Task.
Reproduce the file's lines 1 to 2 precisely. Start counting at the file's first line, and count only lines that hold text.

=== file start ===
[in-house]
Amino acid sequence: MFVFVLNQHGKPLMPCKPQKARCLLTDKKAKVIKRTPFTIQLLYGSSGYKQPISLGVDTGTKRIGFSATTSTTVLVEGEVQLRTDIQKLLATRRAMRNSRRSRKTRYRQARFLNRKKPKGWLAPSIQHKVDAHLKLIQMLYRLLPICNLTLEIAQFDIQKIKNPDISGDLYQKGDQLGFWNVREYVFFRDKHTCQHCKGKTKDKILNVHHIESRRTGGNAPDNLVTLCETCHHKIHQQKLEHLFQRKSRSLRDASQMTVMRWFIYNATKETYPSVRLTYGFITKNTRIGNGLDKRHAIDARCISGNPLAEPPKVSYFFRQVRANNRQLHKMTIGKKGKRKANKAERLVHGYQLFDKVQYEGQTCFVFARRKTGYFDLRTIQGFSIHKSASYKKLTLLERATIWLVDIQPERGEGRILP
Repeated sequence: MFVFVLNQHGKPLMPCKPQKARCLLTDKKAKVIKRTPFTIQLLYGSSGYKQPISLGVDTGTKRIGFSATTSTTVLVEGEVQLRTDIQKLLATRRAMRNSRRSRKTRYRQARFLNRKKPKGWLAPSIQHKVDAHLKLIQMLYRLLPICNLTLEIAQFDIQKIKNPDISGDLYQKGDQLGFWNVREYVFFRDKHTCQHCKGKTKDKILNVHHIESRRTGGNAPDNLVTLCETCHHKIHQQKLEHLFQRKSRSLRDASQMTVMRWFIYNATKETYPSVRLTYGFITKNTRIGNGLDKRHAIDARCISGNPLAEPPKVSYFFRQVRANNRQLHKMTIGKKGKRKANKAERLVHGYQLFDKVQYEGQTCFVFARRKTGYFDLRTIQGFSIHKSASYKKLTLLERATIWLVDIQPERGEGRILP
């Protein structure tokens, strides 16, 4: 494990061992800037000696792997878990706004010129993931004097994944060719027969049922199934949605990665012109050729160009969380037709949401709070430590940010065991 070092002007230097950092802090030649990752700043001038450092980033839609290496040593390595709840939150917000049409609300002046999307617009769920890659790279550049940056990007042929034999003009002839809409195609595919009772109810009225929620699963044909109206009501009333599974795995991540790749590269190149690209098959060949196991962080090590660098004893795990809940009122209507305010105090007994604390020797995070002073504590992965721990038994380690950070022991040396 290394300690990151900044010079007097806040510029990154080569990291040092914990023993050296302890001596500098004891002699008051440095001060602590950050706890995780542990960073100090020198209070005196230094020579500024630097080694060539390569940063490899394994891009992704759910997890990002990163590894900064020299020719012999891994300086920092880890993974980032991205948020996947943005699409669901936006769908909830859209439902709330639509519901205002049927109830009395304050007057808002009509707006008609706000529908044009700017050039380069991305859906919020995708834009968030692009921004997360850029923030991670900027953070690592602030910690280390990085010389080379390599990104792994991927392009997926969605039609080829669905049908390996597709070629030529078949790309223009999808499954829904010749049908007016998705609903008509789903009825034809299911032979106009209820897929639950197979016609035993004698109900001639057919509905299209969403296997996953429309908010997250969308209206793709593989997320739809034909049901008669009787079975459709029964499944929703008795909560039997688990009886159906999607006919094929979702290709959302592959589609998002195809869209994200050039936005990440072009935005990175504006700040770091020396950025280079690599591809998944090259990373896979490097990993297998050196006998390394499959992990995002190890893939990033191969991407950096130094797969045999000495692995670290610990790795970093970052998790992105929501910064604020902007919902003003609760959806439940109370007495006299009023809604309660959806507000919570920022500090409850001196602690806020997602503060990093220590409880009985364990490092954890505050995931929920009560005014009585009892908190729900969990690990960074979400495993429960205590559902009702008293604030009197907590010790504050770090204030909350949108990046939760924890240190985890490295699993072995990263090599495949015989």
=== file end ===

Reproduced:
[in-house]
Amino acid sequence: MFVFVLNQHGKPLMPCKPQKARCLLTDKKAKVIKRTPFTIQLLYGSSGYKQPISLGVDTGTKRIGFSATTSTTVLVEGEVQLRTDIQKLLATRRAMRNSRRSRKTRYRQARFLNRKKPKGWLAPSIQHKVDAHLKLIQMLYRLLPICNLTLEIAQFDIQKIKNPDISGDLYQKGDQLGFWNVREYVFFRDKHTCQHCKGKTKDKILNVHHIESRRTGGNAPDNLVTLCETCHHKIHQQKLEHLFQRKSRSLRDASQMTVMRWFIYNATKETYPSVRLTYGFITKNTRIGNGLDKRHAIDARCISGNPLAEPPKVSYFFRQVRANNRQLHKMTIGKKGKRKANKAERLVHGYQLFDKVQYEGQTCFVFARRKTGYFDLRTIQGFSIHKSASYKKLTLLERATIWLVDIQPERGEGRILP